With its chairman pledging to take a "pretty tough attitude," a presidential commission launched its investigation of Pentagon procurement practices yesterday with a briefing from Defense Secretary Caspar W. Weinberger.

Commission Chairman David Packard told reporters that Weinberger deserves credit for trying to improve the system of buying and maintaining weapons.

"But, as I've said before, I intend to take a pretty tough attitude," Packard said after meeting with Weinberger. "We're not going to accept all the answers we hear. We're going to try and find some positive action we can recommend."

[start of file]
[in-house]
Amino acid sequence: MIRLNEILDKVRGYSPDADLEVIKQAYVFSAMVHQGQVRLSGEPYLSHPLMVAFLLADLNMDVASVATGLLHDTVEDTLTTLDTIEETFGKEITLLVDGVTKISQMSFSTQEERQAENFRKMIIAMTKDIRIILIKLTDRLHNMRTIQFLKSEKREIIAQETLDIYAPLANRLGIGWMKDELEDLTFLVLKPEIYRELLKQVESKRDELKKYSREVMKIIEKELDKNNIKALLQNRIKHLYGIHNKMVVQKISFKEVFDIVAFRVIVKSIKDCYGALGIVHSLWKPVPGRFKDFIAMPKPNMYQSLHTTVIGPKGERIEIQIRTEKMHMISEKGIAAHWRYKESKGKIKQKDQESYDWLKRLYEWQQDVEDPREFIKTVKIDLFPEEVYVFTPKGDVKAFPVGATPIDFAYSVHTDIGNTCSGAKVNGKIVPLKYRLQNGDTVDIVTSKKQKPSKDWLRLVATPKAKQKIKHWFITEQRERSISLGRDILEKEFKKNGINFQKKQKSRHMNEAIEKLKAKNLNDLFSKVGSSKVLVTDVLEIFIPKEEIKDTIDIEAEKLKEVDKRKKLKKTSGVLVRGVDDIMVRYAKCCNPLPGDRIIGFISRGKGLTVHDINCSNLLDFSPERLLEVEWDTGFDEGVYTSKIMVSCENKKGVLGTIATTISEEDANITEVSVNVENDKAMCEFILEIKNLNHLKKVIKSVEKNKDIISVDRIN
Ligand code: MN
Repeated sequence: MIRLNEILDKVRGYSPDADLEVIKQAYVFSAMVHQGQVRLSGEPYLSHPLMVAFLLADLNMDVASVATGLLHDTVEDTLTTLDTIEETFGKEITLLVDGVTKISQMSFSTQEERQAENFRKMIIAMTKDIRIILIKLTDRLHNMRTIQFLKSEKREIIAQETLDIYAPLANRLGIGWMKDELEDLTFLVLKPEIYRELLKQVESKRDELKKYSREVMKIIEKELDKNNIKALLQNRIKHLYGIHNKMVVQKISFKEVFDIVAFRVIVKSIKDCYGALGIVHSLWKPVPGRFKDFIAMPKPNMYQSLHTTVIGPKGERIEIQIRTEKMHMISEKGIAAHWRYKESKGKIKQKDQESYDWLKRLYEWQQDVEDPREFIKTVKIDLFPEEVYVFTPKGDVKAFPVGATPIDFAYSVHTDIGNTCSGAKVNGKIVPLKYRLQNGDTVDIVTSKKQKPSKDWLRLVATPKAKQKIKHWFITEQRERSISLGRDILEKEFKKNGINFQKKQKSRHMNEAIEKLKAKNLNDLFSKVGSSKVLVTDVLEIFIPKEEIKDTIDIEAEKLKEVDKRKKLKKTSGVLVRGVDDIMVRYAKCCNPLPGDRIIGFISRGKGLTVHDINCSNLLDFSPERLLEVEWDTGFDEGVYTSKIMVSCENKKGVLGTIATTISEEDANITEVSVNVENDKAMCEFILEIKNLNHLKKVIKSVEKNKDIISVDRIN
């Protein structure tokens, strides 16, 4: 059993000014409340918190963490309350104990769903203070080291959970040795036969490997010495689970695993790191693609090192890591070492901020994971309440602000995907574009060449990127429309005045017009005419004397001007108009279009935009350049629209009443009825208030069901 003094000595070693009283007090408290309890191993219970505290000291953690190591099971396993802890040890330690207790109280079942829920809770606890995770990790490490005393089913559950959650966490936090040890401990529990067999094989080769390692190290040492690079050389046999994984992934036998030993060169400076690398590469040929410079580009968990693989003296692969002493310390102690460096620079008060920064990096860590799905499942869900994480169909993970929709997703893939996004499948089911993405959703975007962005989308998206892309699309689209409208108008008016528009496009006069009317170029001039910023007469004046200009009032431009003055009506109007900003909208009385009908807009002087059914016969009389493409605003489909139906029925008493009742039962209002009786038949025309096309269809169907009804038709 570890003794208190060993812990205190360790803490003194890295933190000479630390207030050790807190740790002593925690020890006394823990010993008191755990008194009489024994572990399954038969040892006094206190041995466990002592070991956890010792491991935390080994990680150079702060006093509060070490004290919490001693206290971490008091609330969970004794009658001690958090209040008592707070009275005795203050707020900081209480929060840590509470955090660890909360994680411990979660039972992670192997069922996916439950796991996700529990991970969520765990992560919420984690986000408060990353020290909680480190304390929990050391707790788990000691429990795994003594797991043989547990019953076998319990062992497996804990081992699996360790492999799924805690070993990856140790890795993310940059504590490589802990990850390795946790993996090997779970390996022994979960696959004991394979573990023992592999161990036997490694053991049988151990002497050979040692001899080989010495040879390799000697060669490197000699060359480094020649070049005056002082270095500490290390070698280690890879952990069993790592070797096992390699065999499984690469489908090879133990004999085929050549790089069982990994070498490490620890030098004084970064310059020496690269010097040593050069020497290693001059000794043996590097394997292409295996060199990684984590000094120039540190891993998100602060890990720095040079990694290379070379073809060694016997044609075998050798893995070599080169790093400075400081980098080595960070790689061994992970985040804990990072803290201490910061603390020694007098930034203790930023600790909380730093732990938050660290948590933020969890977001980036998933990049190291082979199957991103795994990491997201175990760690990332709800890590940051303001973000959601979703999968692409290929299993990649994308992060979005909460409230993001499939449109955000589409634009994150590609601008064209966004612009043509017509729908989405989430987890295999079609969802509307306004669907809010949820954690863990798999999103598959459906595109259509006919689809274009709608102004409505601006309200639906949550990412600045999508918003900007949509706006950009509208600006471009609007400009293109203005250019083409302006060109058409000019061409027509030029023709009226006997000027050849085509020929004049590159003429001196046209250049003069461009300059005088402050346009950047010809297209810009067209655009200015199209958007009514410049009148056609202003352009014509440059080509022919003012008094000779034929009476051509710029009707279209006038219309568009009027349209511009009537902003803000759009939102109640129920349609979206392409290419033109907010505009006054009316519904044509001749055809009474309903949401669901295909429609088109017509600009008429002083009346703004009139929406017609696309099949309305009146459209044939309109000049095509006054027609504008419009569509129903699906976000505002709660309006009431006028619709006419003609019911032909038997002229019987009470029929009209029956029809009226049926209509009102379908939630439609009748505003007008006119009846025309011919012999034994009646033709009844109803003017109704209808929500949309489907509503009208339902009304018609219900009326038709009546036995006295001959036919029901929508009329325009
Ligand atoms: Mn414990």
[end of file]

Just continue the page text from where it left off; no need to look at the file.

The 15-member panel, set up in the wake of defense contractor scandals, held a three-hour organizational meeting yesterday. Weinberger outlined his efforts to reform procurement polices, according to informed sources.

Weinberger initially argued against an independent commission investigation, believing it reflected badly on his stewardship, Pentagon sources said. But he eventually approved the idea after he was given veto power for the selection of panel members, according to a source.

Rhett B. Dawson, a former staff director of the Senate Armed Services Committee, will serve as the panel's staff director and Herbert E. Hetu, a former director of public affairs for theCIA, as counselor for public affairs.